A Bridge That Monitors Itself

Minneapolis's new bridge is designed with a mind to the future

Just a few weeks ago, the new St. Anthony bridge in Minneapolis opened, to a heavy stream of commuter traffic. On August 1, 2007, the original bridge collapsed, killing 13 people and injuring more than 100. The National Transportation Safety Board will issue an official report on the bridge collapse next month, but the likely cause has to do with gusset plates that were poorly designed in the 1960s. There are still 12,600 similar “steel deck truss” bridges in use in the U.S.

The new 504-foot bridge is a feat of engineering. It has 323 sensors embedded in the concrete that constantly monitor bridge behavior, and the gateway sculptures at each end of the bridge use TX Active, a new kind of cement that creates a photocatalytic reaction to remove pollution.

Nighttime bridge lighting is provided by LEDs, which require less maintenance and consume less energy; they are the first of their kind on any US bridge. The real-time monitoring, LED lighting, and self-cleaning concrete will provide valuable data for future bridge constructions.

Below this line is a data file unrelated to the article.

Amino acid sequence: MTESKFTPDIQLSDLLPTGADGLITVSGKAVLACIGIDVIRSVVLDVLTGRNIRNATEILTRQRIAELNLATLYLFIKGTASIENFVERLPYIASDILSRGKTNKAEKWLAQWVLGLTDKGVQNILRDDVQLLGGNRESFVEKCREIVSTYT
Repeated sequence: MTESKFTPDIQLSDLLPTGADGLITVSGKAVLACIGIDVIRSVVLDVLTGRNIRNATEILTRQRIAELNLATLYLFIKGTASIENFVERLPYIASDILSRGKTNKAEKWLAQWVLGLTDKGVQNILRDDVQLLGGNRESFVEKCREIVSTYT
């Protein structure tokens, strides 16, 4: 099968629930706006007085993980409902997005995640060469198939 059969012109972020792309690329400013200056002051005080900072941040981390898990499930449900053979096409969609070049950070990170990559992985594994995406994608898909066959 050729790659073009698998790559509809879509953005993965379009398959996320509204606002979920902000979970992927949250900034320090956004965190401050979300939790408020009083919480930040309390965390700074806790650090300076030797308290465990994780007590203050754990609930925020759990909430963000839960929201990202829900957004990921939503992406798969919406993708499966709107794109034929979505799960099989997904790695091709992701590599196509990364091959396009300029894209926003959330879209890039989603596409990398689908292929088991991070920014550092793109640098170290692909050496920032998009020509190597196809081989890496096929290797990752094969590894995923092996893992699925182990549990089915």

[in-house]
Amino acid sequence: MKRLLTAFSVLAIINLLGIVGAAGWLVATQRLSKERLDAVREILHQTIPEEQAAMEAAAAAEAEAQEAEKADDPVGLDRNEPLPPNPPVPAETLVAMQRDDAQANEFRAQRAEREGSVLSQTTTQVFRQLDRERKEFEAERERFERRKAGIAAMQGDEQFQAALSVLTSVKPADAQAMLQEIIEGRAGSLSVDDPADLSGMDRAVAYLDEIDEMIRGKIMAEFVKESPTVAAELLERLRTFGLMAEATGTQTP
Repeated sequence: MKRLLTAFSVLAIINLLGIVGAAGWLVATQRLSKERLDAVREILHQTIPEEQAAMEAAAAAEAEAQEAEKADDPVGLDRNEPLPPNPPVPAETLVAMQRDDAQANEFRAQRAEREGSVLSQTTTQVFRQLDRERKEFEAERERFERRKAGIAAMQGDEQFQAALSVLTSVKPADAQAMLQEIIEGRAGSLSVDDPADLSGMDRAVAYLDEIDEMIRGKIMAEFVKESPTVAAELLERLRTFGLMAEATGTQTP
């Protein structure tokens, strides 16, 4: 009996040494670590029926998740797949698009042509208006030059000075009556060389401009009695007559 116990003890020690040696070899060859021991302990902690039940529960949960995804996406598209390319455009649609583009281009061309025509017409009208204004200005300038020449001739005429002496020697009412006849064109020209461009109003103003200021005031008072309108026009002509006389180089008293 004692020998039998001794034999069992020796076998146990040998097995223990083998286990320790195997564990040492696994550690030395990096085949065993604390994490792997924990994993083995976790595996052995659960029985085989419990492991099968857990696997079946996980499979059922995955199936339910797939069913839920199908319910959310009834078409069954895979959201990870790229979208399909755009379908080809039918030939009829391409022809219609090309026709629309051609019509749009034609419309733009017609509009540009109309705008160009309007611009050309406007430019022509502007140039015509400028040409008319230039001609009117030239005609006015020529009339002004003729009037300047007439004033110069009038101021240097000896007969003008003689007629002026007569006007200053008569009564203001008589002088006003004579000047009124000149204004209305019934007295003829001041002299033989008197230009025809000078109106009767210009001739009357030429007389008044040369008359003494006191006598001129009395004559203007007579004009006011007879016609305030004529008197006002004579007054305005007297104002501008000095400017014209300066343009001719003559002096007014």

Designed by Florida-based FIGG, the bridge opened on September 18 with ten lanes of traffic, but can support up to 14 lanes. It’s future-proof in that it can also support a light-rail line and a high-occupancy vehicle lane.

“The new I-35W bridge was designed with the future in mind,” says Linda Figg, the president, CEO, and director of bridge art at FIGG. “Multiple levels of redundancy and high-performance materials will ensure a safe, durable structure for over 100 years.”

Contracting company Flatiron-Manson built the bridge in just 337 days — most bridge projects take at least twice that long. To complete the construction in record time, FIGG designers planned two construction methods concurrently: a pre-cast segmental construction and a cast-in-place method. During winter months, the company built warming houses within which to construct 120 box girder segments.